Published On: Wed, Feb 7th, 2024

Department of Statistics optimistic

~ It is highly anticipated that the country will surpass the 2016 record in the coming years ~

By Hilbert Haar

Our tourism industry is not out of the woods yet, not by a long shot. This appears from data provided by the Department of Statistics. The nature of the explanation with the numbers is jubilant but that is only because the researchers compare the 2023 numbers with those of the previous two years.

And for sure, there is a positive trend but the numbers do not come even close to the pre-hurricane years of 2016. The Department of Statistics chooses for an overly optimistic approach, saying that because of the current upwards trend “it is highly anticipated that the country will surpass the 2016 record in the coming years.”

Let’s take a look at the numbers first. In 2023 St. Maarten recorded 395,053 stay-over visitors. In 2022 that number was 292,808, in 2019 319,696 and in 2016 it peaked at 528,153. The report mentions that 2023 saw an increase of 6 percent over 2022 and of 24 percent over the pre-pandemic year 2019. What is does not say is that 2023 is 133,100 visitors below the results of 2016 – a negative difference of 25.2 percent.

What does that really mean for our local economy? Exact numbers are not available, but these visitors spend money on accommodation, car rental, food and beverages and activities. Some of them stay for a relative short period, while others live for months on end on our island. Even if those 133,100 visitors that did not come to St. Maarten in 2023 spent just $100 per person, it would represent a loss of revenue for the economy of around $13.3 million. That’s of course a very low estimate and it only applies to stay-over visitors.

What about cruise arrivals? With 1,318,177 arrivals in 2023 that number looks a lot more promising but it is still below the pre-pandemic level of 2019 (1,631,657) and way below 2016 (1,668,683). The difference with 2016 is 350,506 fewer arrivals. According to the Florida Caribbean Cruise Association (FCCA) the average spending per cruise arrival in St. Maarten was $191.26 during the 2014/2015 cruise year. The average across 35 destinations was $103.83.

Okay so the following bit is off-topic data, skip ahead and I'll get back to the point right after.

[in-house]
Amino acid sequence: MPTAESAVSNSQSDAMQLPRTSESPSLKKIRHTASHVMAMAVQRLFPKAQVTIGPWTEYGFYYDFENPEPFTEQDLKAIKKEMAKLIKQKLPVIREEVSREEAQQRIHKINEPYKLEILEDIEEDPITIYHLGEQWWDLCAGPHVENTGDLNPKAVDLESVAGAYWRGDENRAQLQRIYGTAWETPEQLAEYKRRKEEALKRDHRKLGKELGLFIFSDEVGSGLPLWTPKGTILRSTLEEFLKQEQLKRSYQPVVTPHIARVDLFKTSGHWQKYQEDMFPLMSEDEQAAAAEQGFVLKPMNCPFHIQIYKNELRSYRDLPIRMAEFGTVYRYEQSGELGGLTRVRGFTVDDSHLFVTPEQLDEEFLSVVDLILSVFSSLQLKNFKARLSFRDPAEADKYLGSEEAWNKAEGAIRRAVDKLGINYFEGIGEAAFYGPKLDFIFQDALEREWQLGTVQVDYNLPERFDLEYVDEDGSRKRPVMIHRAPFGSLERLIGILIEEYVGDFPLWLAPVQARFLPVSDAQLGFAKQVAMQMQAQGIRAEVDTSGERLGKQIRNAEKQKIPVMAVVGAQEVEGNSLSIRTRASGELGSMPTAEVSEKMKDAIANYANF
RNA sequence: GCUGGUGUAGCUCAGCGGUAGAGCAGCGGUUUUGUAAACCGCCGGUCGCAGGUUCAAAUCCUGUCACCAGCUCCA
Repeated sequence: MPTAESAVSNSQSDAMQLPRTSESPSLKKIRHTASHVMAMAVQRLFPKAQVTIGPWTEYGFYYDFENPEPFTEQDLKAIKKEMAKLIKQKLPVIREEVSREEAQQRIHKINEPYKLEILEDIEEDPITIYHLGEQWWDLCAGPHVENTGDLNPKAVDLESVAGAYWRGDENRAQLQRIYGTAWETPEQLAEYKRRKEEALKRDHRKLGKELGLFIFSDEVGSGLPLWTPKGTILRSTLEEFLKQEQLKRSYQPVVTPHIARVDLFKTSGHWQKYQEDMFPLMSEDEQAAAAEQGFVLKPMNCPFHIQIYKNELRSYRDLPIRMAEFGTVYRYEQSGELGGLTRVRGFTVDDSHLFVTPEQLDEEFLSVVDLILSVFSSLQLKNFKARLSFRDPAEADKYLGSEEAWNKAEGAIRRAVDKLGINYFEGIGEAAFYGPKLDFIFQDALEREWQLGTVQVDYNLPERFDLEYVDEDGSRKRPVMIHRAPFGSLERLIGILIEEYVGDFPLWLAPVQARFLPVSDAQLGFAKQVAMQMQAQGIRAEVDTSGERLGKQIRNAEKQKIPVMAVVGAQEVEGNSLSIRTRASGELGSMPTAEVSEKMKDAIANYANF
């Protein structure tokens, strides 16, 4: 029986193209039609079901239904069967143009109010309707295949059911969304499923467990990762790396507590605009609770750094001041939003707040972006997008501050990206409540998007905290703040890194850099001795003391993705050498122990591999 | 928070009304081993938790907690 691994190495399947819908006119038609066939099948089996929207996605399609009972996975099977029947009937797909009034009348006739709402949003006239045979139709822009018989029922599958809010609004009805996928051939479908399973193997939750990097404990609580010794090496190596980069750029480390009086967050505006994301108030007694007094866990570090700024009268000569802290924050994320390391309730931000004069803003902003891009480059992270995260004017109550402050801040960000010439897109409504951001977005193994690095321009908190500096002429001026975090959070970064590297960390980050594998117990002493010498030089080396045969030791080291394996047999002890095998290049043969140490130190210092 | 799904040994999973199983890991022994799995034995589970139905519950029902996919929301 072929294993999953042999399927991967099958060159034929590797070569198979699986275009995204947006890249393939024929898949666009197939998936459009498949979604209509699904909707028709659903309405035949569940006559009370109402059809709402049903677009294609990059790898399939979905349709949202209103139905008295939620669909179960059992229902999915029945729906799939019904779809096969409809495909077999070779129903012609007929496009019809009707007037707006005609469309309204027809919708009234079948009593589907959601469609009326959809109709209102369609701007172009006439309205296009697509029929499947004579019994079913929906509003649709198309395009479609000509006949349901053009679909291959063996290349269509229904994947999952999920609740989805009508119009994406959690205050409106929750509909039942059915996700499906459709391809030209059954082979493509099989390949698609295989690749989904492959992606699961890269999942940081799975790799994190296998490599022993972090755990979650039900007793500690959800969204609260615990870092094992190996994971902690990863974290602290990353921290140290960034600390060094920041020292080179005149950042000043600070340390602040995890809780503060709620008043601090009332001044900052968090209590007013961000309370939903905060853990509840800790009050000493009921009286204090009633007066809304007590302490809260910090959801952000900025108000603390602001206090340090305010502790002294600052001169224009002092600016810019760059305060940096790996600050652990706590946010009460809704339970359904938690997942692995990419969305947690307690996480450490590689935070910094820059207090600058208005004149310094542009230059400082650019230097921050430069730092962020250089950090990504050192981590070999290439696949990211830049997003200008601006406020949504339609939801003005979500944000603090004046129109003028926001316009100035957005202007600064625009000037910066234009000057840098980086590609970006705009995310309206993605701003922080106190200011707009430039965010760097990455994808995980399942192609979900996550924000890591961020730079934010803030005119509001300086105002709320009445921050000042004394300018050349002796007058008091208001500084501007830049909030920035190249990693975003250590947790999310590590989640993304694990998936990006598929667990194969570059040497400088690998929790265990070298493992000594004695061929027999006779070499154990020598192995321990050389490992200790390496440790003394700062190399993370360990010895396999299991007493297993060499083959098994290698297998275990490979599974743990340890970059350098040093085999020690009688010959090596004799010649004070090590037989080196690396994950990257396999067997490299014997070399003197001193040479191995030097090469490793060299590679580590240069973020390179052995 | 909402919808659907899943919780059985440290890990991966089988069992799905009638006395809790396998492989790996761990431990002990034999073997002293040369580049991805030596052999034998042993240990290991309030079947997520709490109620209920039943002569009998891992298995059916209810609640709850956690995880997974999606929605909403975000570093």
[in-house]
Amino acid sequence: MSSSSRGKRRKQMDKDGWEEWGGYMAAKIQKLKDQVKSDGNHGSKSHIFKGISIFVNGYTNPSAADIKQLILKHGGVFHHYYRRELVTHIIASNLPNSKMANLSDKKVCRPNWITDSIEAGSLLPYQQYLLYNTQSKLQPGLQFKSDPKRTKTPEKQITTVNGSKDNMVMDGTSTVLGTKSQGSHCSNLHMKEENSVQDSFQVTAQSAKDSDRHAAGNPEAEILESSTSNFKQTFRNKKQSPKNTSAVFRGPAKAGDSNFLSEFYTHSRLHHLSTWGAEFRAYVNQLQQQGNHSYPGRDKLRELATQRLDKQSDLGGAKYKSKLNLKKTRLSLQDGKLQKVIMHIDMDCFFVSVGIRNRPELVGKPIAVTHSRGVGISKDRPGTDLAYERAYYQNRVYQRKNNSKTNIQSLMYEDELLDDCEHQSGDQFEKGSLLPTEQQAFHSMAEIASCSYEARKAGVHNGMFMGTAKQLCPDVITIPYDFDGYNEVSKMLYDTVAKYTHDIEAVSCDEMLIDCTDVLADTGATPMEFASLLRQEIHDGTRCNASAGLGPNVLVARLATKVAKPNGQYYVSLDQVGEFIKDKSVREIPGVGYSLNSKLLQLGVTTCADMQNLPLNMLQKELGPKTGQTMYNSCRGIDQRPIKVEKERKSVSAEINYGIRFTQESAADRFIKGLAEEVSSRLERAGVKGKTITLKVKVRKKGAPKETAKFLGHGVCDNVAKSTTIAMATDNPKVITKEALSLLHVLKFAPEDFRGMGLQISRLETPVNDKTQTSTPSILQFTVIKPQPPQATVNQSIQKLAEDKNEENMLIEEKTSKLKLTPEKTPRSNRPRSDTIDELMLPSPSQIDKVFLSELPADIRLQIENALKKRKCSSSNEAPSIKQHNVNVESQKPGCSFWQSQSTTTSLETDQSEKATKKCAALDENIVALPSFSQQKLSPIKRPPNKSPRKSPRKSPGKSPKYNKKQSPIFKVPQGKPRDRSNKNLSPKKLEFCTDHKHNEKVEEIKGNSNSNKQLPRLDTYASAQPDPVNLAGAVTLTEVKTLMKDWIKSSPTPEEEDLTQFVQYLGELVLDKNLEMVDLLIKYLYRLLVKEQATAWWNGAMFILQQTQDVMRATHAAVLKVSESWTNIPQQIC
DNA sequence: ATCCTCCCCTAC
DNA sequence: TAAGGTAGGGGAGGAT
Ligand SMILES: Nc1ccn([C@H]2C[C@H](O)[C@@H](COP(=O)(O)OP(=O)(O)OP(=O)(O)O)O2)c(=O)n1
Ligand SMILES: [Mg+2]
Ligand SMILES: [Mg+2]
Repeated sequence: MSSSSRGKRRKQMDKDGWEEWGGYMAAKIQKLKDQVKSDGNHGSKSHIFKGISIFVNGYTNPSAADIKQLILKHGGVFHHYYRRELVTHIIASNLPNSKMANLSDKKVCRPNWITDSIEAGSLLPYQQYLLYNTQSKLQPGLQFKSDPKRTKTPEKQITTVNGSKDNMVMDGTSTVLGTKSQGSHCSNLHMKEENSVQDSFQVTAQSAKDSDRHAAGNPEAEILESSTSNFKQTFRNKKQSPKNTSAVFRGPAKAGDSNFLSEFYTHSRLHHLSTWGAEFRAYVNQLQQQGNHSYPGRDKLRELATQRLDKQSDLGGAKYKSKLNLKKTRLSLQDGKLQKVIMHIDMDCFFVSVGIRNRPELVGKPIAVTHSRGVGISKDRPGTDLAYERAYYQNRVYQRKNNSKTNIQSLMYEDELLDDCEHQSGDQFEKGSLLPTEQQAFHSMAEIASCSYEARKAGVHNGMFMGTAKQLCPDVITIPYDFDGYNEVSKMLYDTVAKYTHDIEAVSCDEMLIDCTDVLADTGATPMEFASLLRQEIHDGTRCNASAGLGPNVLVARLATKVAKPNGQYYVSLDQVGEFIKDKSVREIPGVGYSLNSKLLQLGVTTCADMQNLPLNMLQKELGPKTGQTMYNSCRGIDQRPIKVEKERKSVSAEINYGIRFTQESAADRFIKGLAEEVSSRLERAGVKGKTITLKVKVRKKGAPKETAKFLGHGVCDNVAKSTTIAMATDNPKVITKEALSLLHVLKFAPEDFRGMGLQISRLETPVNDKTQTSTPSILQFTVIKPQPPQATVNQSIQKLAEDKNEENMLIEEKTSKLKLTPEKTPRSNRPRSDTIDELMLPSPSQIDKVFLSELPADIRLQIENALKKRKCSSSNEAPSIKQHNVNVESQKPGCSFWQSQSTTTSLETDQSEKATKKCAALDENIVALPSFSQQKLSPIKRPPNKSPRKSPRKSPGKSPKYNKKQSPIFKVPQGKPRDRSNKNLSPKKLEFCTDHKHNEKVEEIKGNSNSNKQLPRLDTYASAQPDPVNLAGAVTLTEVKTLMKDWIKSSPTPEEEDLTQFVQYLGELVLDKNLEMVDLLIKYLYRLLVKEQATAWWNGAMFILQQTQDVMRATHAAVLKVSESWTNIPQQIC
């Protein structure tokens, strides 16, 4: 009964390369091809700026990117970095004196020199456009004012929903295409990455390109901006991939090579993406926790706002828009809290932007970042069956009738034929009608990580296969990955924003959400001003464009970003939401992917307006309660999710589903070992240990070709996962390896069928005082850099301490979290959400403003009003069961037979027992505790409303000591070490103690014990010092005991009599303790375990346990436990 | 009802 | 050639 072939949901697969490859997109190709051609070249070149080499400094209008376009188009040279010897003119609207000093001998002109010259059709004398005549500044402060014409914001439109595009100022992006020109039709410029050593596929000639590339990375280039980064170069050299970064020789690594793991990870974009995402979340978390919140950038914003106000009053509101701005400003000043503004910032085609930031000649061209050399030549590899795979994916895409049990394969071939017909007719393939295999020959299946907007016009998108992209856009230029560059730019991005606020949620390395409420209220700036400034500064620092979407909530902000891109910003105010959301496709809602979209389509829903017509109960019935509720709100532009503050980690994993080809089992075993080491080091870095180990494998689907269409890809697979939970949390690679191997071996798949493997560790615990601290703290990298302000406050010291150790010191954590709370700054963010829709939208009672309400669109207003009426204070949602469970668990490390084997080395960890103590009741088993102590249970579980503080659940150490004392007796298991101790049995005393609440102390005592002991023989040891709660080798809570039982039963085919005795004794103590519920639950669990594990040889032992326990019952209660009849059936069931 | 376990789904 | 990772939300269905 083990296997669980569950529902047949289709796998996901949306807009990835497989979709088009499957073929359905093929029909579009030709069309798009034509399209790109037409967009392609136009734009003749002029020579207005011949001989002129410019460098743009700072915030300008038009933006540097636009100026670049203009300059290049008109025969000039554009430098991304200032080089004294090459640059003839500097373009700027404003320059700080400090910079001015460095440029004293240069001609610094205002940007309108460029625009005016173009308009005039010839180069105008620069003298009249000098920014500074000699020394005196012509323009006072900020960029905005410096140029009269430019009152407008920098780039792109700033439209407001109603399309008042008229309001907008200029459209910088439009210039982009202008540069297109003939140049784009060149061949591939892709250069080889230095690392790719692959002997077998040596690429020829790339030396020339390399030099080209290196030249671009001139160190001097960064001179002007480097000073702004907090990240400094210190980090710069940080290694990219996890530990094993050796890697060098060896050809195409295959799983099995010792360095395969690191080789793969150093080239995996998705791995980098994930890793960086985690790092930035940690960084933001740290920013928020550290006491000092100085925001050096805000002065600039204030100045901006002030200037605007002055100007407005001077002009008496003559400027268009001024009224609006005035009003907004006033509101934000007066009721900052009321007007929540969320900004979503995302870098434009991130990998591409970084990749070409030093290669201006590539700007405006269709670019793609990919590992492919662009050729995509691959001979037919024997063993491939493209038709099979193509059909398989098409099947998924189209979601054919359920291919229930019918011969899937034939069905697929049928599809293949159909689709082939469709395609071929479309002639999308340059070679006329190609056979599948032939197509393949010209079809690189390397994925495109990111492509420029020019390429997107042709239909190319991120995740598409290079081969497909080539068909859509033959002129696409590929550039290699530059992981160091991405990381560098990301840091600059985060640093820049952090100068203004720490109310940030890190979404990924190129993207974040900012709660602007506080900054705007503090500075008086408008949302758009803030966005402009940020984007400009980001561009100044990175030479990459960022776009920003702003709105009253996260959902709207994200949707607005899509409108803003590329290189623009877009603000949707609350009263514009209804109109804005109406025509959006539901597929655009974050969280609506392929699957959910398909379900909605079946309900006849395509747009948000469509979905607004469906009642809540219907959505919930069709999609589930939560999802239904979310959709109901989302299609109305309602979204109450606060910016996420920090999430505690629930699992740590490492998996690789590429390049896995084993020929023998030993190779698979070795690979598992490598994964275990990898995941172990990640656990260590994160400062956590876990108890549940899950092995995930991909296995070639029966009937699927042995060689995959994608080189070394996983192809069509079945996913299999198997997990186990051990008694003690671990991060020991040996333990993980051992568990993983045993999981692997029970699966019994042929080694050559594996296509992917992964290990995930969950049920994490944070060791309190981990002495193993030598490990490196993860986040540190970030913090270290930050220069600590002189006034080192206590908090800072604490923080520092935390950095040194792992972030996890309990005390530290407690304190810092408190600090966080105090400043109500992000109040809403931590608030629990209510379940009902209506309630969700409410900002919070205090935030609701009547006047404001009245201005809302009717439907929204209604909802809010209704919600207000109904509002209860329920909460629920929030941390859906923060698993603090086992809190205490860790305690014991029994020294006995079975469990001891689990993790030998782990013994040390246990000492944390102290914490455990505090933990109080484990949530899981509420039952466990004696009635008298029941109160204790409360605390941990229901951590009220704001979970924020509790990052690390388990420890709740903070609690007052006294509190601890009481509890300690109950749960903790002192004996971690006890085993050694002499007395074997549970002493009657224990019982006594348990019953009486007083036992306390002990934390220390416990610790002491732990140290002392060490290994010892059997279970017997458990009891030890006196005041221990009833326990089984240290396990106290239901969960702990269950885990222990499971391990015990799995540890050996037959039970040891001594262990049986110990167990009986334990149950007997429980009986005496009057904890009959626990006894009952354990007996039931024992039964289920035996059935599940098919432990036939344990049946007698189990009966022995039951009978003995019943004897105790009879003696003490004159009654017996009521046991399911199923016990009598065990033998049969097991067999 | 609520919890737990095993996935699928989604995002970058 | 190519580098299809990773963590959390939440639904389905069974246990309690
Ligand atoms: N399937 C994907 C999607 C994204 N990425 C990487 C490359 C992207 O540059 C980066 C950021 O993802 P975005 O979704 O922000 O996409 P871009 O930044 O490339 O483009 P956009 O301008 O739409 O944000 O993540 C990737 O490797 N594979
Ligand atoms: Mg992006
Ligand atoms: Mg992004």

The drop in arrivals of 350,506 results therefore in a loss of revenue of more that $67 million for the local economy and $36.3 million if your use the average spending across 35 destinations as your measuring stick.

It seems clear to me that there is nothing to be happy about with the current numbers. The loss of revenue affects everyone: not only the car rentals and the stores but also the government (think turnover tax).

The question is of course what we are going to do about this. The manifestos of the political parties that won seats during the January 11 elections speak about strengthening the tourism industry. That’s a great idea (I am not being sarcastic here) but the question is of course: how do these parties plan to strengthen that industry? How they propose to bring more visitors to our island?

And before answering that question: is it actually a good idea to bring more visitors to our shores? Was it not the intention to diversify the economy? Have we learned nothing from the almost total collapse of our tourism-driven economy?

Apparently not. The focus of politicians remains firmly on cruise and stay-over arrivals. They are (or rather they were) the lifeblood of our economy. But those days are gone, my friends.  Banking on a vulnerable industry like tourism is like saying that you are depending on the kindness of strangers. Is that how we want to live our lives?

If we want to take care of our own affairs and free ourselves from the dependency on strangers, we’ll have to come up with a damn good plan of action. If I had the answers, I would present that plan here – but like our decision makers, I don’t have the answers either.